Improving Treatments for Rare Disease Patients

Before 1983, there were few treatments for rare diseases. Various obstacles stood in the way, including little representation for patients, few incentives, and a lack of resources. Fortunately, the Orphan Drug Act was passed in 1983, offering incentives to pharmaceutical and biotechnology companies to develop rare disease treatments. While there have been improvements since then, organizations are still working to improve the treatment landscape for rare disease patients.

What’s Changed

Since the introduction of the Orphan Drug Act, there has been massive growth in the number of rare disease drugs approved. The incentives that the act offers are a large part of this: grants, tax breaks, market exclusivity, and more. They have led to the approval of 373 drugs for 468 designations as of 2014, which can be compared to only 38 drugs in 1983.

America is not the only country who has introduced legislation to spur rare disease research and treatment development. In fact, clinical trials that focus on rare disease have increased by 88% over the past decade in Europe due to legislative changes.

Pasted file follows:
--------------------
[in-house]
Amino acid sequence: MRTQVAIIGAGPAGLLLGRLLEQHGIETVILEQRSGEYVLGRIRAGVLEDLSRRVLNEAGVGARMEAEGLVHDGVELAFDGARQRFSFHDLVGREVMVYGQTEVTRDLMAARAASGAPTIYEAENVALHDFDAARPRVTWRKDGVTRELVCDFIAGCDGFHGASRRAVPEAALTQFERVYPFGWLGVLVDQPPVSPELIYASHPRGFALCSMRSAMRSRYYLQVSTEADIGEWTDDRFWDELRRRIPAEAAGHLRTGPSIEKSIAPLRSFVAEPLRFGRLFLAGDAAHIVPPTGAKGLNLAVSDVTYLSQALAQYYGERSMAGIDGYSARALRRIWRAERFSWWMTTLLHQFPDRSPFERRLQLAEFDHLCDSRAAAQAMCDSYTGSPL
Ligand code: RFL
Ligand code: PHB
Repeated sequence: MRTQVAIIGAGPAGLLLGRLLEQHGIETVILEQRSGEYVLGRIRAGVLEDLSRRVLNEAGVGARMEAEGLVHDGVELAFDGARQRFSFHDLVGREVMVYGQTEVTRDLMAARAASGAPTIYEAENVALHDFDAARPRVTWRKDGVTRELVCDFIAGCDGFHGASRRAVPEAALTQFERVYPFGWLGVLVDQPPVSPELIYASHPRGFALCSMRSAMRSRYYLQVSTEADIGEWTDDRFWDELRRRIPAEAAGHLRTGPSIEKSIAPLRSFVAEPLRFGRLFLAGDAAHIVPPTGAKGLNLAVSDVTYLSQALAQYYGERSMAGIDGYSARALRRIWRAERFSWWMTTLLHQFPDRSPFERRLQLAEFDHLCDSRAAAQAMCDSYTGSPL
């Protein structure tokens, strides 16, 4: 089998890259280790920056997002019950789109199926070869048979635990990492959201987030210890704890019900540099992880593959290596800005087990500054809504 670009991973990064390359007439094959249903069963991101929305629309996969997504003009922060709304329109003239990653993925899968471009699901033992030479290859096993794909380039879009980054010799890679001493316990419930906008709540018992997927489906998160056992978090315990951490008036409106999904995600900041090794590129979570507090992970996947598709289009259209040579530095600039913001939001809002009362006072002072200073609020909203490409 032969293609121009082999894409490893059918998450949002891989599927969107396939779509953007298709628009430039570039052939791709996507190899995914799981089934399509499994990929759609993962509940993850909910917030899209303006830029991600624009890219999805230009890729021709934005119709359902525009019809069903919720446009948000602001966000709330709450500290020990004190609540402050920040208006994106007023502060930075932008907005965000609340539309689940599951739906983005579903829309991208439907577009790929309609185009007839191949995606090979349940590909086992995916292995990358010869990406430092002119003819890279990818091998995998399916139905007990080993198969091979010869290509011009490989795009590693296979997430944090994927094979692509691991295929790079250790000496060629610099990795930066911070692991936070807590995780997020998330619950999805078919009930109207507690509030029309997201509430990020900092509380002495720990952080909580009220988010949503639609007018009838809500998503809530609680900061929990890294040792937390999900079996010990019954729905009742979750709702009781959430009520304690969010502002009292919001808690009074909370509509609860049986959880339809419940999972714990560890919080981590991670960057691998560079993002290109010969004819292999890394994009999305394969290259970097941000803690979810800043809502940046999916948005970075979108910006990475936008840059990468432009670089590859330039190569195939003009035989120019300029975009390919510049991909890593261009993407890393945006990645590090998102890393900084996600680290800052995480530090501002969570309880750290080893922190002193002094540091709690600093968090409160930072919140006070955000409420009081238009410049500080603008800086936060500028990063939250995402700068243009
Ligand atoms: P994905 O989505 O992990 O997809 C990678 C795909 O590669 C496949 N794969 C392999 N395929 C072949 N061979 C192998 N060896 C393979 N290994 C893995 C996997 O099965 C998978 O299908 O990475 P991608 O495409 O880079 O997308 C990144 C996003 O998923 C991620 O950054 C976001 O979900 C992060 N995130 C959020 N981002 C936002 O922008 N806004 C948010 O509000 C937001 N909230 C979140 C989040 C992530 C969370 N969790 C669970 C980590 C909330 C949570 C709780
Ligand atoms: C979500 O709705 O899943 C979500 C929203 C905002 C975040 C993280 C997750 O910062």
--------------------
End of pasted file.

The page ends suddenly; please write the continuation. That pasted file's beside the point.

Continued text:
While legislation has played a large role in growing and improving drug development for rare diseases, it is not the only factor. New knowledge on genomics has allowed medical professionals to make tremendous improvements in treatments, especially because 80% of rare diseases stem from a genetic cause. Scientists have been doing innovative and hard work to see these improvements.

Looking Forward

Academic institutions, along with large pharmaceutical companies, play a large role in the innovation of the treatment process. While smaller companies often try to participate in this process, they face challenges like a lack of resources and experience. As rare disease research often requires a lot of money and knowledge, it becomes clear that smaller companies can have a difficult time.

PharmaMedic Consultancy (PMC) aims to help these companies. They support their efforts to help them enter the rare disease field. One of their major services is bridging the gap between stakeholders, both scientific and commercial, and creating relationships with patients, regulators, medical professionals, and opinion leaders. Essentially, they take care of the medical affairs so that these companies can focus on the research itself.

Improvements in scientific knowledge, developments in technology, and legislative changes have allowed for more rare disease research and treatments. Hopefully, PMC and other companies will lead to even more.

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